DARPA Wants Fighter Jets To Start Launching Satellites

Fighter Jets To Start Launching Spy Satellites

DARPA is constantly coming up with new concepts however its most recent might be its most ambitious yet -- excluding of course the plan to build a sentient life-saving robot.

Called the Airborne Launch Assist Space Access (ALASA) program (try saying that all day), the project's objective is to reduce the cost of launching satellites to just a third of current costs.

The most promising launch method is by using a small fighter jet. Not only can the fighter reach the required altitude but by having the option of launching from practically any airfield in the world the team are given an almost limitless launch window, removing the hassle surrounding conventional static rocket launches.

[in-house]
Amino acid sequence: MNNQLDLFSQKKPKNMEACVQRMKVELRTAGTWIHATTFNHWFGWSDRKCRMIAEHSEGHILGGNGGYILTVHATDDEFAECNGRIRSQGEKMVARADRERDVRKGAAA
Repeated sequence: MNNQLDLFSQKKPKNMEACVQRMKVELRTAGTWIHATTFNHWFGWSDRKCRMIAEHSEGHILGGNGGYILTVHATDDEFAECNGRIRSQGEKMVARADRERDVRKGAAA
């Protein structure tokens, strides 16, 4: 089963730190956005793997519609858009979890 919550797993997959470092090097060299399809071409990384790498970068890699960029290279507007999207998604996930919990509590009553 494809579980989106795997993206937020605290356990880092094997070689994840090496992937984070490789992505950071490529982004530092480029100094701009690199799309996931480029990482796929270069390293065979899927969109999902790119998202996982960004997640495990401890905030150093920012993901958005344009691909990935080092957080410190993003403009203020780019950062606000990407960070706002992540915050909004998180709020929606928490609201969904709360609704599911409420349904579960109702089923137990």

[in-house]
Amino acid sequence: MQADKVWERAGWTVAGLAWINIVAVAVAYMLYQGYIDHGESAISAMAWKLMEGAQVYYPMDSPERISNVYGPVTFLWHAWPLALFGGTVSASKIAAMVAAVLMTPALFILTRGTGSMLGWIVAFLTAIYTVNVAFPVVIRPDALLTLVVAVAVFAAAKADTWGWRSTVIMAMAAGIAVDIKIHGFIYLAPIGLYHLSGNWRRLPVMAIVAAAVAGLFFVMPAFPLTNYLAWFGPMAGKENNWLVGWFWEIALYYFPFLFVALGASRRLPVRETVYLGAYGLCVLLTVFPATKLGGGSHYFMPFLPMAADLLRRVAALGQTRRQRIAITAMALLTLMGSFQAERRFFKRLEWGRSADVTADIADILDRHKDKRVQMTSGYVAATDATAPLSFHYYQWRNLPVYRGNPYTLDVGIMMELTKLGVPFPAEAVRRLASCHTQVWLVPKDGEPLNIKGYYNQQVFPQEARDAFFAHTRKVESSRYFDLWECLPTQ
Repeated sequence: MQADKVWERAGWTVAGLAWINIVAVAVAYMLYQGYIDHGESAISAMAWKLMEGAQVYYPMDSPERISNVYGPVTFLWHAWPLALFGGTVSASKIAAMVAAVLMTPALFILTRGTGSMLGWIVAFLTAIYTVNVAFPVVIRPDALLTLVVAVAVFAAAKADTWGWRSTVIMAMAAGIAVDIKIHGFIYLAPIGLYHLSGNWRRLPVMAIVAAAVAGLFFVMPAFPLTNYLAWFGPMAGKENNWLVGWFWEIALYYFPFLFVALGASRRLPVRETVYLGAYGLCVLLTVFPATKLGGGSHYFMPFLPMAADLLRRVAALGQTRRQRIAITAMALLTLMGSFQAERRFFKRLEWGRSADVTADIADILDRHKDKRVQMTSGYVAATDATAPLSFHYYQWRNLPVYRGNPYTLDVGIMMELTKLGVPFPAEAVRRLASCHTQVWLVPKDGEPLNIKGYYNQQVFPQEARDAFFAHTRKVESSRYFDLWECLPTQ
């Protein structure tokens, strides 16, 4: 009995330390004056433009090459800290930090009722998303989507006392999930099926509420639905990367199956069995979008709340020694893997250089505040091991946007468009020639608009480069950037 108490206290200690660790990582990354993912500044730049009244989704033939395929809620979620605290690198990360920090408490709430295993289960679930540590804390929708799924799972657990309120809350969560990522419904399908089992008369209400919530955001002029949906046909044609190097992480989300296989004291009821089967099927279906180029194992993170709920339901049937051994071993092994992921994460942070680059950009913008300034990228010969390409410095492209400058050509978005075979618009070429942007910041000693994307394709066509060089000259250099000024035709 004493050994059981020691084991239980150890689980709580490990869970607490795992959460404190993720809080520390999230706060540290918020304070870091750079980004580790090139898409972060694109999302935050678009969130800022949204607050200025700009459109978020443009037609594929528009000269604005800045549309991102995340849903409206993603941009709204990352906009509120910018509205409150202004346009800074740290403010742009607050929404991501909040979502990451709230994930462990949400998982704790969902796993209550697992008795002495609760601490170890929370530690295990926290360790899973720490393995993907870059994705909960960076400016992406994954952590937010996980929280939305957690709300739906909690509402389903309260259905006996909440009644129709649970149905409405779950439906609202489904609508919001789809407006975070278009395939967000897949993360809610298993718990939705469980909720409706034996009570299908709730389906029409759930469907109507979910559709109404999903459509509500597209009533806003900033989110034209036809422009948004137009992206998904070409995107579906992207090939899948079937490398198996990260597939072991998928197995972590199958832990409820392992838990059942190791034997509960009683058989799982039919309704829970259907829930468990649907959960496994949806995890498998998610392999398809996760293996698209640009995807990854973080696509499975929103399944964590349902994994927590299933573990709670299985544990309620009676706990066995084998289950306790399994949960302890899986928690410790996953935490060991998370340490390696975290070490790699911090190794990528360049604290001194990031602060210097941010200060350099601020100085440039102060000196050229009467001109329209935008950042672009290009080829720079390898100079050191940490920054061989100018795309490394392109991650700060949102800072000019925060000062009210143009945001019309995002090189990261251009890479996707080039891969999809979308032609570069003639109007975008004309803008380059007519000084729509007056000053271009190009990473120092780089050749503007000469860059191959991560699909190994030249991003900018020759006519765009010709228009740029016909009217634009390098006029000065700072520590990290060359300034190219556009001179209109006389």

DARPAs plans are mostly focused around the new smaller breed of satellite that can be used for visual observation or for communications.

With the US Navy sending up a number of new spy satellites in recent months the US military is clearly keen to cut down costs while also increasing the amount of tech that's orbiting above us.

At present there are believed to be over 1200 active satellites orbiting the Earth.


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